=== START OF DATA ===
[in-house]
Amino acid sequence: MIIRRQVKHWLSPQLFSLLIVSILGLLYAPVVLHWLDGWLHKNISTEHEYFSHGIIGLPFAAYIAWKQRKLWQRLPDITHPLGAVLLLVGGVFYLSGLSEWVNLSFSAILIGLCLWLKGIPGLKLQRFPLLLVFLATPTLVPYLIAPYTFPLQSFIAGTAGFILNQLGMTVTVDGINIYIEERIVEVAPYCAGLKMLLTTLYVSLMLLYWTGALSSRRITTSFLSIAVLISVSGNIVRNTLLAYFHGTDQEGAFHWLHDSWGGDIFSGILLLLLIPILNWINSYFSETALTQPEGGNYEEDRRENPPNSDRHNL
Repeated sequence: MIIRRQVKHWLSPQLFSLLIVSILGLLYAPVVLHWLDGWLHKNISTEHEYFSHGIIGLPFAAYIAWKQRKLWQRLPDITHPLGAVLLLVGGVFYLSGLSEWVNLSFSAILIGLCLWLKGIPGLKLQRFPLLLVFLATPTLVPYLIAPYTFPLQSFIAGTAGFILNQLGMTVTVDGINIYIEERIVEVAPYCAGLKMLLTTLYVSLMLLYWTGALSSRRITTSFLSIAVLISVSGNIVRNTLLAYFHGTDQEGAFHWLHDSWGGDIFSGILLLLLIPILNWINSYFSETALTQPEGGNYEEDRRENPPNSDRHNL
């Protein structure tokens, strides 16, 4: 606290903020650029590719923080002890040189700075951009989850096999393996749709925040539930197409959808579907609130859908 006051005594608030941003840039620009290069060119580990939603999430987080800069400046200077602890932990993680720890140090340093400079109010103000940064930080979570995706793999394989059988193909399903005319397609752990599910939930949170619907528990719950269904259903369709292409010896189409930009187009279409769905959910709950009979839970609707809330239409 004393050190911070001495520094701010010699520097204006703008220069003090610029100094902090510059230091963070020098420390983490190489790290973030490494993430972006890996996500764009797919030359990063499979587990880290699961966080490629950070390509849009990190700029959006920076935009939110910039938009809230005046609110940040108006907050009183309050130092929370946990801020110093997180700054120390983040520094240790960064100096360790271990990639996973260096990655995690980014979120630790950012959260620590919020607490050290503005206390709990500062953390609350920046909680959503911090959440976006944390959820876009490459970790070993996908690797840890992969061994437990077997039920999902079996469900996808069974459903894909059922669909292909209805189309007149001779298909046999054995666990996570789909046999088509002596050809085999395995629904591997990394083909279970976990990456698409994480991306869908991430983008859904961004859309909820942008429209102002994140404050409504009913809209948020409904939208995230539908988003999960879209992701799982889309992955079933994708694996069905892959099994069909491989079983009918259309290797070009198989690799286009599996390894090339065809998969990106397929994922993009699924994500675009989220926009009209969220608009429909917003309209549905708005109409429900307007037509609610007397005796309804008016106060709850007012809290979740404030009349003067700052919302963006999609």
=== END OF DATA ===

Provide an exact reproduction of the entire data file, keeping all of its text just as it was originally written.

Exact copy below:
[in-house]
Amino acid sequence: MIIRRQVKHWLSPQLFSLLIVSILGLLYAPVVLHWLDGWLHKNISTEHEYFSHGIIGLPFAAYIAWKQRKLWQRLPDITHPLGAVLLLVGGVFYLSGLSEWVNLSFSAILIGLCLWLKGIPGLKLQRFPLLLVFLATPTLVPYLIAPYTFPLQSFIAGTAGFILNQLGMTVTVDGINIYIEERIVEVAPYCAGLKMLLTTLYVSLMLLYWTGALSSRRITTSFLSIAVLISVSGNIVRNTLLAYFHGTDQEGAFHWLHDSWGGDIFSGILLLLLIPILNWINSYFSETALTQPEGGNYEEDRRENPPNSDRHNL
Repeated sequence: MIIRRQVKHWLSPQLFSLLIVSILGLLYAPVVLHWLDGWLHKNISTEHEYFSHGIIGLPFAAYIAWKQRKLWQRLPDITHPLGAVLLLVGGVFYLSGLSEWVNLSFSAILIGLCLWLKGIPGLKLQRFPLLLVFLATPTLVPYLIAPYTFPLQSFIAGTAGFILNQLGMTVTVDGINIYIEERIVEVAPYCAGLKMLLTTLYVSLMLLYWTGALSSRRITTSFLSIAVLISVSGNIVRNTLLAYFHGTDQEGAFHWLHDSWGGDIFSGILLLLLIPILNWINSYFSETALTQPEGGNYEEDRRENPPNSDRHNL
């Protein structure tokens, strides 16, 4: 606290903020650029590719923080002890040189700075951009989850096999393996749709925040539930197409959808579907609130859908 006051005594608030941003840039620009290069060119580990939603999430987080800069400046200077602890932990993680720890140090340093400079109010103000940064930080979570995706793999394989059988193909399903005319397609752990599910939930949170619907528990719950269904259903369709292409010896189409930009187009279409769905959910709950009979839970609707809330239409 004393050190911070001495520094701010010699520097204006703008220069003090610029100094902090510059230091963070020098420390983490190489790290973030490494993430972006890996996500764009797919030359990063499979587990880290699961966080490629950070390509849009990190700029959006920076935009939110910039938009809230005046609110940040108006907050009183309050130092929370946990801020110093997180700054120390983040520094240790960064100096360790271990990639996973260096990655995690980014979120630790950012959260620590919020607490050290503005206390709990500062953390609350920046909680959503911090959440976006944390959820876009490459970790070993996908690797840890992969061994437990077997039920999902079996469900996808069974459903894909059922669909292909209805189309007149001779298909046999054995666990996570789909046999088509002596050809085999395995629904591997990394083909279970976990990456698409994480991306869908991430983008859904961004859309909820942008429209102002994140404050409504009913809209948020409904939208995230539908988003999960879209992701799982889309992955079933994708694996069905892959099994069909491989079983009918259309290797070009198989690799286009599996390894090339065809998969990106397929994922993009699924994500675009989220926009009209969220608009429909917003309209549905708005109409429900307007037509609610007397005796309804008016106060709850007012809290979740404030009349003067700052919302963006999609």